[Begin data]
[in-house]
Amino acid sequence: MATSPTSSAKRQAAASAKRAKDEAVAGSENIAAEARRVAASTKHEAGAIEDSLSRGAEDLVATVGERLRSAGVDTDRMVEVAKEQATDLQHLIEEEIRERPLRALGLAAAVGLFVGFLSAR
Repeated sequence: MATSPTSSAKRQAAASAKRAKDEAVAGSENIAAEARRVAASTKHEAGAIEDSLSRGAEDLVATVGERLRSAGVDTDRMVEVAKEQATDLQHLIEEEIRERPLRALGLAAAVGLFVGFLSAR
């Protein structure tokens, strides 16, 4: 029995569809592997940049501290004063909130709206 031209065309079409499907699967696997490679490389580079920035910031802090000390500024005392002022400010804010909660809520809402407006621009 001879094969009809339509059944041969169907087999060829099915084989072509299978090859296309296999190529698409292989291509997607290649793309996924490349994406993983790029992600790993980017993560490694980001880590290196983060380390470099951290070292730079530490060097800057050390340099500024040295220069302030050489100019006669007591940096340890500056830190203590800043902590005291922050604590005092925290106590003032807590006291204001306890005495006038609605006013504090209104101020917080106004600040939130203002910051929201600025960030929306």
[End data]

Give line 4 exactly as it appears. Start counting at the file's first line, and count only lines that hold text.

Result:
């Protein structure tokens, strides 16, 4: 029995569809592997940049501290004063909130709206 031209065309079409499907699967696997490679490389580079920035910031802090000390500024005392002022400010804010909660809520809402407006621009 001879094969009809339509059944041969169907087999060829099915084989072509299978090859296309296999190529698409292989291509997607290649793309996924490349994406993983790029992600790993980017993560490694980001880590290196983060380390470099951290070292730079530490060097800057050390340099500024040295220069302030050489100019006669007591940096340890500056830190203590800043902590005291922050604590005092925290106590003032807590006291204001306890005495006038609605006013504090209104101020917080106004600040939130203002910051929201600025960030929306």